Students will start school two days earlier this year, before Labor Day weekend, and it’s got parents all worked up.
“There are hundreds like me in this town right now who are really mad at the way this came down,” Cindy Cohn told school board members at a joint meeting with the City Council Tuesday. “We’re really concerned for our children. If you could communicate, it would be helpful for all of us.”
All Laguna Beach schools will officially start on Thursday, Aug. 29, with teachers starting on Tuesday, Aug. 27. Classes will resume again on Tuesday, Sept. 3, after the Labor Day holiday. In exchange, students and teachers will get a week-long break at Thanksgiving. The school board approved the change on Jan. 22.
The district sent out a survey before Christmas last year asking parents for their opinion about starting school earlier. The questionnaire said the district was “considering a possible change.” The options were: “Yes, I would be agreeable to starting the school year on Thursday, Aug. 29, in order to give students a full week off at Thanksgiving” or “No, I would like the calendar to stay similar to this current school year. I prefer the school year to start after Labor Day with only Wednesday, Thursday, and Friday of the Thanksgiving week off.”
Resident Paul Meyer said the district needs some help communicating more clearly. “I am shocked,” he said. “Had it been framed as ‘The district will be deciding whether or not to make the changes,’ I think you would have had a far greater level of interest.” He said the district needed to open public discussion prior to making a final decision. “It seems the preferences of the teachers are trumping the preferences of the parents,” he commented.
Superintendent Sherine Smith said she didn’t have the exact breakdown of the responses, only that it was a mixed bag with 43 percent of parents and 75 percent of the teachers responding.
“We have a pretty significant absence rate the week of Thanksgiving,” she told the council, describing the schedule change as a “pilot.”
Smith, a former teacher, said teachers dislike the disruption to instruction during the Thanksgiving week as some families take children out of school prior to the holiday.
Upping the start of the school year in Laguna also coincides with sports schedules with other schools. “In our athletics’ league, we actually start our competitions before the school year starts because those school districts begin school earlier,” said Smith. “So, many of our high school students are back and practicing and competing before the school year starts. A great number of families are impacted by that.” Capistrano Unified School District starts classes a week after Labor Day on Sept. 9, Newport-Mesa Unified starts on Sept. 3 and Irvine Unified starts on Sept. 5.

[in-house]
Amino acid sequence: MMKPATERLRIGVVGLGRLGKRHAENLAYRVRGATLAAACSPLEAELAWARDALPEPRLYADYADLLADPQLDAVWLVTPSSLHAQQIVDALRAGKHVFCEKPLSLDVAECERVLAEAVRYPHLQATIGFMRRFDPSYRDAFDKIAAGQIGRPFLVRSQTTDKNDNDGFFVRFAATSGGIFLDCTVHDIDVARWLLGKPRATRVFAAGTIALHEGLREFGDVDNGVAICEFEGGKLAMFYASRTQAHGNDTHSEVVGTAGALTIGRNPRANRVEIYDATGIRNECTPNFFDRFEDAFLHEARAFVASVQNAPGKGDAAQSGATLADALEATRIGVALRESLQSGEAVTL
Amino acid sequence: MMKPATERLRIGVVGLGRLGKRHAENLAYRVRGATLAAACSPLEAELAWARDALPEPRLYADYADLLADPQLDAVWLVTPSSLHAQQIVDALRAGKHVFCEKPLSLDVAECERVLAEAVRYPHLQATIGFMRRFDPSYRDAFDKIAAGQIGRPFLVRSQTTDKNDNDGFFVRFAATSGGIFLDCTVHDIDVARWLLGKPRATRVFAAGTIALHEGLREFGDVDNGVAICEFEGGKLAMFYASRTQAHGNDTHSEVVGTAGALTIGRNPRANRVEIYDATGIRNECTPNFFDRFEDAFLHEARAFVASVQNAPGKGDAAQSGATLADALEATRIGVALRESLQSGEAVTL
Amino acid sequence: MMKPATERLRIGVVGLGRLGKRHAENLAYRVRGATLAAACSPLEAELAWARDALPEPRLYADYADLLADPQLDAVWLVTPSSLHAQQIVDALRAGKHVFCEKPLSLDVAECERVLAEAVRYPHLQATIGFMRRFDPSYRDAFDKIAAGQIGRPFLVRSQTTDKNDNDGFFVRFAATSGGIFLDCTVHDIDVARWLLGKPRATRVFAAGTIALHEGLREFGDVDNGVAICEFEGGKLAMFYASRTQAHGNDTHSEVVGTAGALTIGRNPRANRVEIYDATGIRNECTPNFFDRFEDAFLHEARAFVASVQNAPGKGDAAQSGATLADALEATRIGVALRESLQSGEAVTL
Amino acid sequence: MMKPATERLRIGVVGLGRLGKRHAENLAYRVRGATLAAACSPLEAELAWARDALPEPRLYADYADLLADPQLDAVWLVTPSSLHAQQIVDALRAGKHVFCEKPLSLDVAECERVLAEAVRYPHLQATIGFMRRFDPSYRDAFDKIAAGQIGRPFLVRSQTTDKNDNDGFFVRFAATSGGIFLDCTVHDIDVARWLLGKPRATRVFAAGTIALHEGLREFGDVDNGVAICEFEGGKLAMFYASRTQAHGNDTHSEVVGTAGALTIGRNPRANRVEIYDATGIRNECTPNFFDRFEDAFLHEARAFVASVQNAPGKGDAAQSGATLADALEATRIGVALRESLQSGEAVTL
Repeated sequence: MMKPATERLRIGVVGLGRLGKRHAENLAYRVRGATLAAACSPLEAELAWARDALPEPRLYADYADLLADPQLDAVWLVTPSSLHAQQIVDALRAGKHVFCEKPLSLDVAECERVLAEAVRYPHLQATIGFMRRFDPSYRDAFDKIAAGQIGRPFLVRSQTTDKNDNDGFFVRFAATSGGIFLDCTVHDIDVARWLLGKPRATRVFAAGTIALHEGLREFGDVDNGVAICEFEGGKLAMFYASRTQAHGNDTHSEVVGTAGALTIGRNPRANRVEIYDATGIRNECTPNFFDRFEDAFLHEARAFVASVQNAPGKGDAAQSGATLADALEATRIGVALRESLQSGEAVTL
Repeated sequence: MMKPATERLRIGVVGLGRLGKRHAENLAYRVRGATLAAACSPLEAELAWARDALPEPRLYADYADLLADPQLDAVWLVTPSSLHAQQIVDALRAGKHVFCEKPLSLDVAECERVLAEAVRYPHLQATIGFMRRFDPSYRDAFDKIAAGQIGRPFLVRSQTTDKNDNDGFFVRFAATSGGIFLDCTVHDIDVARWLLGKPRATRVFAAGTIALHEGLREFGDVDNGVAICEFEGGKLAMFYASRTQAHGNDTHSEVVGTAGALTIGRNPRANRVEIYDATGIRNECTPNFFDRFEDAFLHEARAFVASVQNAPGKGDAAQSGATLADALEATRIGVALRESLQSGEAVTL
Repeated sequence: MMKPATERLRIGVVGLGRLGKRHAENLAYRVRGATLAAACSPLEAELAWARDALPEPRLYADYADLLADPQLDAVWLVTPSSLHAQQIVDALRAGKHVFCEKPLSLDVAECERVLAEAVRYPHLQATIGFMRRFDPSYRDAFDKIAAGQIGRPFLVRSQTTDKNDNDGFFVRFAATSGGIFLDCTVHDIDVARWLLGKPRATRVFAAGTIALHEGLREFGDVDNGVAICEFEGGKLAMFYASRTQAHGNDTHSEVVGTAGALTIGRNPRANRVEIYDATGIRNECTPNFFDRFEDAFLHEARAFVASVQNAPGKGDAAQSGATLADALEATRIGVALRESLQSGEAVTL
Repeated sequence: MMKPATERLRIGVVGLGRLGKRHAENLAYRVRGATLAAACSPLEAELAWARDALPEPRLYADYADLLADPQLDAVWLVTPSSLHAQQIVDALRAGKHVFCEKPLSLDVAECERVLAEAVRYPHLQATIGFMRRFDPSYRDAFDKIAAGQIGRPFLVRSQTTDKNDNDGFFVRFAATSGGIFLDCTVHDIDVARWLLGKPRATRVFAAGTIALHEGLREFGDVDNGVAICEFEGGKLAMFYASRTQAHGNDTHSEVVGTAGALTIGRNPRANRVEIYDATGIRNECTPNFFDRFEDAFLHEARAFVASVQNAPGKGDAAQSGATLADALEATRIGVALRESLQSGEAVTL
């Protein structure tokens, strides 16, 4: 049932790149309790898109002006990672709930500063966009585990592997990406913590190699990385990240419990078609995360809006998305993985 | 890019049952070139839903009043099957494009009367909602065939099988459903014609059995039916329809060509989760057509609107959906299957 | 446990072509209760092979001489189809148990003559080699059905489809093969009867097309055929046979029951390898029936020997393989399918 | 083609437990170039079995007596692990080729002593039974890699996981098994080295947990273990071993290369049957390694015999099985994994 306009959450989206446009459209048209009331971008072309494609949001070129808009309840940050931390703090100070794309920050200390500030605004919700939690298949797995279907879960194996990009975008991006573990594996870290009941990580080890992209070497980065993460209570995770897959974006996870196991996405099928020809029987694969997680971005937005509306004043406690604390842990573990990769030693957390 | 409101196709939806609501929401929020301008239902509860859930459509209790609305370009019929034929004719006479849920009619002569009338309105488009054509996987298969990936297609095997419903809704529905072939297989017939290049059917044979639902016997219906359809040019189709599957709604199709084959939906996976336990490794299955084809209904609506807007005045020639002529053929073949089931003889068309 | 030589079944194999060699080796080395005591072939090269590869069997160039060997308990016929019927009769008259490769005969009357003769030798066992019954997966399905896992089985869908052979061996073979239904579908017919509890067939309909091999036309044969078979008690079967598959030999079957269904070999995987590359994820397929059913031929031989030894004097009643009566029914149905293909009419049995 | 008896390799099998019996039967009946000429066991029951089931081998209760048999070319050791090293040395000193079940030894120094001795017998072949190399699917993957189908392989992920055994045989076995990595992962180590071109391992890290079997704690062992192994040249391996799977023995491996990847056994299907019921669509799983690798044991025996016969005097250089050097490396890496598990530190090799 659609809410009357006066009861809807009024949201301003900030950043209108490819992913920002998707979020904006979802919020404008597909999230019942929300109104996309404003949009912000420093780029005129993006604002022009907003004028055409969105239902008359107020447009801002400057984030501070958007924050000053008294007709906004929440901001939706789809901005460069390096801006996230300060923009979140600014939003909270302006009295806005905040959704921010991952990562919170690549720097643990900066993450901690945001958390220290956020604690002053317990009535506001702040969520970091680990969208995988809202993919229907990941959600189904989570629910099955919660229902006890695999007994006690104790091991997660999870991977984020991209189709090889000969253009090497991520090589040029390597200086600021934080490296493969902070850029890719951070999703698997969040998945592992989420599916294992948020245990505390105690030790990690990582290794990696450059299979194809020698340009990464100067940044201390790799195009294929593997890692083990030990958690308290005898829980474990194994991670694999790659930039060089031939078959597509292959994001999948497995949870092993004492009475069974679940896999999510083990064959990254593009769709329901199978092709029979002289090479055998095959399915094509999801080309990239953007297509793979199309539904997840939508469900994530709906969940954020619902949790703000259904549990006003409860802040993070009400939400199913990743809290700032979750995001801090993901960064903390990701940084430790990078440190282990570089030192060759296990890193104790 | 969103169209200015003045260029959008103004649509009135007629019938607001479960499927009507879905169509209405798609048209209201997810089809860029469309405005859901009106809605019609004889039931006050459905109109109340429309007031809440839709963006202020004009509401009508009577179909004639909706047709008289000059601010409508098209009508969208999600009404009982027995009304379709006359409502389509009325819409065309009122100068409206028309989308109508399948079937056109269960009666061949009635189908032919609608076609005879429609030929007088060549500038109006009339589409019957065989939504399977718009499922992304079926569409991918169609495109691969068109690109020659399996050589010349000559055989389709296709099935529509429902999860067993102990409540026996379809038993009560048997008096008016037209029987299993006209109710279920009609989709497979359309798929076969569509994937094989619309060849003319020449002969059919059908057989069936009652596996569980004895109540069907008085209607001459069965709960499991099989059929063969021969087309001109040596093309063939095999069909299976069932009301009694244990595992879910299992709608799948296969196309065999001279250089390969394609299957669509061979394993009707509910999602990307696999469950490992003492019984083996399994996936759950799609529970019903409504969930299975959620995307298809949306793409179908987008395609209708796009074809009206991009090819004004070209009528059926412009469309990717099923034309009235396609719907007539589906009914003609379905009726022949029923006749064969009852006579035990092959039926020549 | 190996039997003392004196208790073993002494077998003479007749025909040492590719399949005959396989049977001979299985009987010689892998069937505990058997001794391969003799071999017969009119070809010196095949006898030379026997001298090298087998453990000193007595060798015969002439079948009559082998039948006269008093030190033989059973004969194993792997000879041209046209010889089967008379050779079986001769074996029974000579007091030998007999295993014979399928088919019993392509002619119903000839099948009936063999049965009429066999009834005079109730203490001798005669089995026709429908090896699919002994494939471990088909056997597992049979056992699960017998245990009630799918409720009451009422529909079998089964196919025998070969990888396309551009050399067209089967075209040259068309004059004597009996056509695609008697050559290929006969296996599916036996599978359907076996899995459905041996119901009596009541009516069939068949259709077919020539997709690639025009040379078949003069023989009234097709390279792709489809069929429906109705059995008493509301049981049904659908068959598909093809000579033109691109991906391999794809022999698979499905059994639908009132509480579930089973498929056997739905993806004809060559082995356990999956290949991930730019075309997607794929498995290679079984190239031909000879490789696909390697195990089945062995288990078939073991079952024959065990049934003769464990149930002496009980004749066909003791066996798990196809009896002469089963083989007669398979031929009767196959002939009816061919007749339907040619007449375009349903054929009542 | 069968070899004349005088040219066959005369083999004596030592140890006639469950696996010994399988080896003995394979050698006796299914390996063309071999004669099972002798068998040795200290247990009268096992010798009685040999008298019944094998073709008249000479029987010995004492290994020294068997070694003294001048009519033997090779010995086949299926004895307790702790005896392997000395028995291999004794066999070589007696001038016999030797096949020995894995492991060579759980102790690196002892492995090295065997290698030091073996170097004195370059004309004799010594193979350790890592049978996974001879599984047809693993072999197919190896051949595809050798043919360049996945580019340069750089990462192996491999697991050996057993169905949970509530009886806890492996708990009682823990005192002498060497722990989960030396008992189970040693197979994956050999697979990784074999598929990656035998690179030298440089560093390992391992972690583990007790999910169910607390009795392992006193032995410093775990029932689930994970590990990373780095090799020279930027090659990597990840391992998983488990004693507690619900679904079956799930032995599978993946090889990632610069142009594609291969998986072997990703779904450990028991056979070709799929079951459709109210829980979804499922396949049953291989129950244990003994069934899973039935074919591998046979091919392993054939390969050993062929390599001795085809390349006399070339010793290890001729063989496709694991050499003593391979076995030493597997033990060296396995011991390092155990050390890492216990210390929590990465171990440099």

Other parents said the August opening date would disrupt family routines but also undermine local culture.
“We have certain traditions in Laguna,” said parent Tammy Keces. “As everybody else goes back to school, our families, our children finally get to relax and enjoy each other that last Labor Day weekend. My teenage children participate in the Festival of the Arts, the Sawdust Festival and lifeguarding and these lovely traditions in Laguna are now going to be lost.”
The Sawdust Festival employs about 30 high school students for 66 days every summer. Spokeswoman Cynthia Fung said the art exhibition deals with early exits by college students every year. “We fill the spots with whoever’s around,” she said. Sharbie Higuchi, spokeswoman for the Festival of Arts, said volunteers for the Pageant of the Masters’ living-art show come from across Southern California. “Most people are very loyal and it’s in the evening so it seems not to be a problem,” she said. “We just cope with it.”
Even though school will start two days before a major holiday weekend and many lifeguards are high school students, City Manager John Pietig said the city’s beaches won’t come up short-handed. “Marine Safety might adjust their staffing when school goes back into session, which is what we presently do, so we might adjust it a couple of days earlier,” he said. “But we did not think it would be a problem to come up with the staff we would need at that time.”
Keces told board members that they were missing “that little conversation piece that didn’t take place” with parents prior to deciding on the change. But board member Theresa O’Hare said the issue was on the board’s public agenda. “Unfortunately, we didn’t have any turn-out from the public on that discussion. So, pay attention to our calendars,” she said to a mix of verbal objections from the parents attending the meeting. Board member Jan Vickers reiterated that continuing feedback from parents on the schedule change will be encouraged.